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Faculty who are recruiting for Fall 2021
Thao Ha, PhD, directs the @HEART lab. We study the development of adolescent and young adult romantic relationships and aim to better understand how relationship experiences contribute to emotional and behavioral health. Our newest research focuses on how adolescents use social media in their romantic relationships and friendships. Current graduate students include Selena Quiroz (email@example.com).
Frank J. Infurna, PhD, leads the Lifespan Development Lab where the lab’s research interests and projects focus on examining resilience to major life stressors and psychosocial predictors of healthy aging in adulthood and old age. Current Graduate Students in the lab are Saul Castro (firstname.lastname@example.org), Ashley Ebbert (email@example.com), and Omar Staben (firstname.lastname@example.org).
Kathryn Lemery-Chalfant, PhD, leads the Child Emotion Center, where genetically-informed designs (both quantitative twin studies and molecular genetic studies) are used to understand risk and resilient developmental processes from infancy through young adulthood. We examine the role of early adversity and sociocultural resilience on outcomes including mental and physical health. Mechanisms include HPA axis, epigenetics, and emotional dysregulation. Current graduate students include Veronica Oro (email@example.com) and Gianna Rea-Sandin (firstname.lastname@example.org).
Kelsey Lucca, PhD, directs the Emerging Minds Lab. Research in the lab explores how infants and young children learn about the world around them. Current research areas include the development of curiosity, social cognition, and communication, as well as the role of social and cultural factors in shaping early cognitive development. To conduct this research, our lab uses a variety of methodological approaches (e.g. behavioral experiments, naturalistic observations, looking-based paradigms) across a range of ages (birth – five years).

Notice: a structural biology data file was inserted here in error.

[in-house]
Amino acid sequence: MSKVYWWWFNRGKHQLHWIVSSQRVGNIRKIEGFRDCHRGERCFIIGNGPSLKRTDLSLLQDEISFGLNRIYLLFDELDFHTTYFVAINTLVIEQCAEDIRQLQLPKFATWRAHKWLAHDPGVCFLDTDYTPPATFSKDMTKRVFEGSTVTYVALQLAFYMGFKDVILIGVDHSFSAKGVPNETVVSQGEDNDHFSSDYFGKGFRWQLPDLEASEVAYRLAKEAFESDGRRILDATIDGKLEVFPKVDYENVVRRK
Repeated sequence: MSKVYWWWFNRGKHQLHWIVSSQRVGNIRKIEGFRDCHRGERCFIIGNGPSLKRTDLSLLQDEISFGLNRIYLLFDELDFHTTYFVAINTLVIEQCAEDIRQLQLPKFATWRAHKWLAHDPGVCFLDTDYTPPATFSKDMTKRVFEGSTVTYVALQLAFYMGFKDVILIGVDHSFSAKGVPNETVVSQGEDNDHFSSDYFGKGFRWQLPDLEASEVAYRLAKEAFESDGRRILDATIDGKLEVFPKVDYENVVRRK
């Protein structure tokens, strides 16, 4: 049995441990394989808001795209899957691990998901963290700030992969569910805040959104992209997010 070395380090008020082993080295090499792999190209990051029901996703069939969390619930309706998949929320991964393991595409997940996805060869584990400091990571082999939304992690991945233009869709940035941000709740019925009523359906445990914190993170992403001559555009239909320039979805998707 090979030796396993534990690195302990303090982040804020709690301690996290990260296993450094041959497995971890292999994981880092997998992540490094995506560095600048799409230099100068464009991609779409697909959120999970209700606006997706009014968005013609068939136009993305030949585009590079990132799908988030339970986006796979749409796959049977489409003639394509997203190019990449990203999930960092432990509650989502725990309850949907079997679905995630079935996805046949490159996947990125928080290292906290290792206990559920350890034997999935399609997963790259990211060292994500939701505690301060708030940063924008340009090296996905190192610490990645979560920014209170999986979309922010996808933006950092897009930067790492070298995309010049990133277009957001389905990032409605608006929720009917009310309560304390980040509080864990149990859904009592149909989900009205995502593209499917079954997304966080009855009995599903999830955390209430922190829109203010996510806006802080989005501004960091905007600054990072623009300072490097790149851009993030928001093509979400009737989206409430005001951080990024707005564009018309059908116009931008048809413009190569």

Jinni Su, PhD, leads the Genes, Environment, and Youth Development Lab where research interests and projects center on understanding how genetic and environmental factors contribute to substance use and related behavioral and emotional health outcomes among adolescents and young adults of diverse racial-ethnic backgrounds. Current graduate students in the lab include Angel Traveno (email@example.com).
Viridiana Benitez, PhD (Learning and Development Lab): Our studies focus on understanding how attention, prediction, and memory processes play a role in young children's monolingual and bilingual word learning
Robert Bradley, PhD: Dr. Bradley is director of the Center for Child and Family Success. His research focuses on parenting, the home environment, socioeconomic and cultural influences on family processes and child development, earl education, child care and measurement of environments including the HOME Inventory and the Family Map.
Leah Doane, PhD (Adolescent Stress and Emotion Lab): We use culturally and genetically informed designs to understand the dynamic daily interplay between socioemotional experiences (e.g., loneliness, coping) and indicators of health and well-being (including physiological stress processes and sleep) in the prediction of subsequent psychopathology, physical health and academic achievement.
Nancy Eisenberg, PhD: Dr. Eisenberg’s research expertise include emotion-related regulation and relations with adjustment and socio-emotional competence; moral and emotional development; altruism; empathy; socialization and cultural factors in emotion regulation/dysregulation; adjustment, social competence, prosocial responding, and developmental psychopathology.
William Fabricius, PhD (Theory of Mind/Father and Divorce Labs): Investigating how young children construct their concepts of the mental world (theory of mind) and the physical world (object permanence). I am also interested in the impact of father-child relationships on children’s long term physical health, and in changing social policy for divorced fathers and children
Marisol Perez, PhD (Body Image Research and Health Disparities): Research in the lab explores the genetic, biological, psychophysiological, cultural and environmental underpinnings of body image and eating behavior in its development towards unhealthy lifestyles. We continuously translate our basic science research into clinical applications that can improve the health and quality of life of people across the life span
Armando Pina, PhD (Courage Lab): Studies factors responsible for the developmental course of anxiety in children and adolescents and developing interventions that test theoretical mechanisms implicated in child and family change.
Faculty with developmental interests